Navigating a Cooling Real Estate Market

If the market in your area is cooling (and some definitely are), there are new "rules" for navigating the buying, selling and investing in those markets. It's not the same old game as when the market was virtually guaranteeing that prices would go up.

According to some sources, there are brokers who are advising sellers to price their homes in the bottom 25% of comparable properties. People looking to enter the market for the first time are being told not to overly stretch their finances because rising home prices may no longer provide them with the refinancing option to bail them out. Employees who are relocating are being advised to steer clear of new subdivisions where competition from brand new construction could make reselling difficult in the near future.

Should you be surprised? Nope. Such strategies aren't new; they'd just fallen from favor in many markets as home sales exploded. However, markets have shown signs of cooling. The number of homes for sale has climbed about 30% over a 12-month period, reaching its highest level in nearly 10 years, according to the National Association of Realtors.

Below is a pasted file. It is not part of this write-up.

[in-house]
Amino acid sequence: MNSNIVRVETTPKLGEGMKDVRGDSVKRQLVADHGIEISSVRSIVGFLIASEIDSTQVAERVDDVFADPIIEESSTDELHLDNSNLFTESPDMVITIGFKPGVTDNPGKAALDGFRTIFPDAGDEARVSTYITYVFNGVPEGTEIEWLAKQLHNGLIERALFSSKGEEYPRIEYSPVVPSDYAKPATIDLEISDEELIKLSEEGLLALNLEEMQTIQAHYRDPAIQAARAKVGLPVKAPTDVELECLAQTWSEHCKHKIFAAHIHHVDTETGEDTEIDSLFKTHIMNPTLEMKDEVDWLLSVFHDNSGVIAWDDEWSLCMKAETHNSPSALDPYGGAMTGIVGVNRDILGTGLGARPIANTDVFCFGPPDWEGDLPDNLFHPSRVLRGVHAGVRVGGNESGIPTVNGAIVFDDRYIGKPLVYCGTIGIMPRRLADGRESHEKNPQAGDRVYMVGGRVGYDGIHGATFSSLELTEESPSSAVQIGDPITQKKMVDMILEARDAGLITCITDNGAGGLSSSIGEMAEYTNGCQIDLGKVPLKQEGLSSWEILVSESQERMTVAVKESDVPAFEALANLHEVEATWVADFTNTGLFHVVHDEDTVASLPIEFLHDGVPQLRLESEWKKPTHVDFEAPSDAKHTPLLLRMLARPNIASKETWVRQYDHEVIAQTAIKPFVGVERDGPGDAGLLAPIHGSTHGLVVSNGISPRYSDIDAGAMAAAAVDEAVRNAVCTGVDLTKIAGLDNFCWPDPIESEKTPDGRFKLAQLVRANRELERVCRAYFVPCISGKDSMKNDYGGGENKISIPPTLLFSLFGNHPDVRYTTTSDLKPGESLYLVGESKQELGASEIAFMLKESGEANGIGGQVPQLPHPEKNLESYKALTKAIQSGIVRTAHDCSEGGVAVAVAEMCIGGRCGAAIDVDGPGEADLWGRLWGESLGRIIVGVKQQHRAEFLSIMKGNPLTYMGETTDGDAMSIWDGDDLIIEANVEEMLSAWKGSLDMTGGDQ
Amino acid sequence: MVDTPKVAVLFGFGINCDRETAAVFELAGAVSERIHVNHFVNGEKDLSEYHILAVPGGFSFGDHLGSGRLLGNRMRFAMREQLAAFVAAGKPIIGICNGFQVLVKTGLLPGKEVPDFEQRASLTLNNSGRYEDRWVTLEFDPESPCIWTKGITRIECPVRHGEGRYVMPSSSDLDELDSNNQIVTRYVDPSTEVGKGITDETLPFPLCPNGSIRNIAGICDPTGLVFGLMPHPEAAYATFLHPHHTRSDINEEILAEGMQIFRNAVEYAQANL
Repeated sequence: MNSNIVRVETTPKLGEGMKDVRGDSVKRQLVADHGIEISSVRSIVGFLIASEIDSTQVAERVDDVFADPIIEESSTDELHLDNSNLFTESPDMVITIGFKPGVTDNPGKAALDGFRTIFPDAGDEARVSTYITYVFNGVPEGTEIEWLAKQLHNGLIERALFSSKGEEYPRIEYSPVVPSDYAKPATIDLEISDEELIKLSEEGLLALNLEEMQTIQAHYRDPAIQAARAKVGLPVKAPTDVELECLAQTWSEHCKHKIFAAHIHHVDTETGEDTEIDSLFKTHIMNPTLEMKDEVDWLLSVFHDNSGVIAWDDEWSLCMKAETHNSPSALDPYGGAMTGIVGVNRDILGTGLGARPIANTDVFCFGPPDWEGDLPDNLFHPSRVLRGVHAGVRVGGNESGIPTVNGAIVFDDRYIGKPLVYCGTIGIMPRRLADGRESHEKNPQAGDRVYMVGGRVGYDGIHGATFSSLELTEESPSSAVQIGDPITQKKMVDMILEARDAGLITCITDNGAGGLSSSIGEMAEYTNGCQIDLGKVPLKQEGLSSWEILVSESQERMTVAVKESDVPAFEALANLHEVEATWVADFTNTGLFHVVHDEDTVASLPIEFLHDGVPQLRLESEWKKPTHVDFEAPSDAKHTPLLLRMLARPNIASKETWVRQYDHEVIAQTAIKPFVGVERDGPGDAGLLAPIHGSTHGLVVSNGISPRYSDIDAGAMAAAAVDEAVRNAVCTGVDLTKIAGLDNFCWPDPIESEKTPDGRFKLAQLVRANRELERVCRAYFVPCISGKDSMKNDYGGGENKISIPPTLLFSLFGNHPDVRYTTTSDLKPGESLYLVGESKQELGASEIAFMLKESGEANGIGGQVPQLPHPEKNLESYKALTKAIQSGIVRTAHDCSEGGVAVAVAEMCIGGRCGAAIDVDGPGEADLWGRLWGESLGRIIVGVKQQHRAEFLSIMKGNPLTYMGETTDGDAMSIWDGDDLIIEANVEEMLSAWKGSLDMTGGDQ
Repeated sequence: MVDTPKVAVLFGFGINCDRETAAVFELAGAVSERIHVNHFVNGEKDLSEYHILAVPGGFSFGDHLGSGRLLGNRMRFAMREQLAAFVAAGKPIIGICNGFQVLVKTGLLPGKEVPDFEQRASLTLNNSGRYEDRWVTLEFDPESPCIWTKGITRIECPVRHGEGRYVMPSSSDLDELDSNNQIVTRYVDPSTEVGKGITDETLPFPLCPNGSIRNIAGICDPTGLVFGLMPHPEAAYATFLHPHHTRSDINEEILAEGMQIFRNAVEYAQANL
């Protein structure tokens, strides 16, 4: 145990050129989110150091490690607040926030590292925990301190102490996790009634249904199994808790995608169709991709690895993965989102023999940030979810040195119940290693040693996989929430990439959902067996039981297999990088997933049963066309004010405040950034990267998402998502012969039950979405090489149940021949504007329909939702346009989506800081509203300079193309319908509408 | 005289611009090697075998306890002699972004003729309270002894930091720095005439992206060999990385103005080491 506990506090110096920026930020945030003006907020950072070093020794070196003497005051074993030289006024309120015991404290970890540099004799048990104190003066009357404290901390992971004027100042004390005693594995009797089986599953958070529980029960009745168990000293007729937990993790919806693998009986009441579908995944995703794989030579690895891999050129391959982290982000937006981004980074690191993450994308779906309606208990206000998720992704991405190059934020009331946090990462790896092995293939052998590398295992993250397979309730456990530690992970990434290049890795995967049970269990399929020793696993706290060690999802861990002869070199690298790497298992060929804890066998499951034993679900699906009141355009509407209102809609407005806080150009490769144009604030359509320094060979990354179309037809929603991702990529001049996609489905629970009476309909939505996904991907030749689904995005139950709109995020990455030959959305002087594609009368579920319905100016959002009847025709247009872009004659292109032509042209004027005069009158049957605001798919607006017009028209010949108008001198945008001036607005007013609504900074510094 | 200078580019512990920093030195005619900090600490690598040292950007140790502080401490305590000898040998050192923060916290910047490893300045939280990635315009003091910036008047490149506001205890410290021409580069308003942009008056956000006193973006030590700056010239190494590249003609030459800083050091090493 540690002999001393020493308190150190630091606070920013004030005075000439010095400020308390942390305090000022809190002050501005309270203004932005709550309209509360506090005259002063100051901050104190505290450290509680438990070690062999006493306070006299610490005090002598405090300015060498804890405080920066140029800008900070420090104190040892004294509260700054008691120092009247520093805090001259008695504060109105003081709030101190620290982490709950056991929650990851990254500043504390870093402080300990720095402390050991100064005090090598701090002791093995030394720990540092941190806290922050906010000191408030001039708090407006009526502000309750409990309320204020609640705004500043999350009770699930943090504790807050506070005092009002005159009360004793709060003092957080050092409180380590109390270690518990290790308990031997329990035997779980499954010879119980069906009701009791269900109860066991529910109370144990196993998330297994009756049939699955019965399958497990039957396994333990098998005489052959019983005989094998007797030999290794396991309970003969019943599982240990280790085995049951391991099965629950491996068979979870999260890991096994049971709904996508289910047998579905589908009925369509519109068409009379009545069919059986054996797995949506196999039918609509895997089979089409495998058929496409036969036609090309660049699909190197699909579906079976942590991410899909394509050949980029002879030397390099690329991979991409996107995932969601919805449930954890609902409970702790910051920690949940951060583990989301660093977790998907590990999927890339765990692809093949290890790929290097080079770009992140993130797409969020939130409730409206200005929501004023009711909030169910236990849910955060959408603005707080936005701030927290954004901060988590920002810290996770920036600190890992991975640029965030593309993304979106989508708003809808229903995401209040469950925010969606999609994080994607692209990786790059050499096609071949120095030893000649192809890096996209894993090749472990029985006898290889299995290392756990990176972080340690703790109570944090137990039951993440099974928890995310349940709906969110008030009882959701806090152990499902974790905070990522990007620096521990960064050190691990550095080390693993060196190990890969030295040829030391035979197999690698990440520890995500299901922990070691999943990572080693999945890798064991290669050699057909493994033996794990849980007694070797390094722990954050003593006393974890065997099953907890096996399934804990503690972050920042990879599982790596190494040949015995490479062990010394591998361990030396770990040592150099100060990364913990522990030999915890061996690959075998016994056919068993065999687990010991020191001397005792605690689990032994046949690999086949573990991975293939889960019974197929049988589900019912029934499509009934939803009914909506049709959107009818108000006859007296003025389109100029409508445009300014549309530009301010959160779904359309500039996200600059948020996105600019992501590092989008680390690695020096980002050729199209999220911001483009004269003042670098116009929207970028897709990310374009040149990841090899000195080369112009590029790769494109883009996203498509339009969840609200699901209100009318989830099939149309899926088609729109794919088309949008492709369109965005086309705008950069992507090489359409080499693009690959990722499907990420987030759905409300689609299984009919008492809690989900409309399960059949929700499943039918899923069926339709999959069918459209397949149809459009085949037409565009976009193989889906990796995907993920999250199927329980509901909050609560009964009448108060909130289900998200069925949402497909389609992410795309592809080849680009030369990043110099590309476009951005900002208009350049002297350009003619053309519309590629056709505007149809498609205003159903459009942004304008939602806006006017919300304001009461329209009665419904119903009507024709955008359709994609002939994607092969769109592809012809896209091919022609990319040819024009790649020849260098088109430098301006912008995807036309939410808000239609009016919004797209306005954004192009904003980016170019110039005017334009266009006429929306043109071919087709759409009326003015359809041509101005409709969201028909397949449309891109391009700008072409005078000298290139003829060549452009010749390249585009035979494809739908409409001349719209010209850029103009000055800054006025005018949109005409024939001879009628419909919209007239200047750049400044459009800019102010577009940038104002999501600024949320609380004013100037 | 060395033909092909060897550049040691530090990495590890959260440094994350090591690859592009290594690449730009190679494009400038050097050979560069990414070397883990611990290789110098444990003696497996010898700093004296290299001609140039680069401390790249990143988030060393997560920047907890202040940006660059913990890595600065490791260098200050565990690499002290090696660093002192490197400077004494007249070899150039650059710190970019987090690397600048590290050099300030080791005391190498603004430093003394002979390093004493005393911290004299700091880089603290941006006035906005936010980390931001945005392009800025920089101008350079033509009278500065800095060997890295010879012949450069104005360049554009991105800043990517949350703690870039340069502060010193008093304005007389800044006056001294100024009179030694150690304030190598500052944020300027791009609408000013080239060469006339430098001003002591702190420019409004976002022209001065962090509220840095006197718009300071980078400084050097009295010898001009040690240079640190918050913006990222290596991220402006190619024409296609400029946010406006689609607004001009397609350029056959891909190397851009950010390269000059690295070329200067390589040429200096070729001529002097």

The other sign of cooling markets is higher mortgage rates. Those rates are making houses less affordable in many metro areas. Rates on 30-year fixed-rate mortgages now average 6.46%. An expected increase by the Federal Reserve could push mortgage rates even higher.

What does this mean for you? That varies from area to area. To be sure, sales are strengthening in some markets where economic growth and an influx of investors have helped to push home sales.

But be watchful where you are. In many parts of the country, after several years of sellers calling the shots, 2006 is shaping up to be a market in which buyers are gaining bargaining power. If you are looking for a property, this could be good news.


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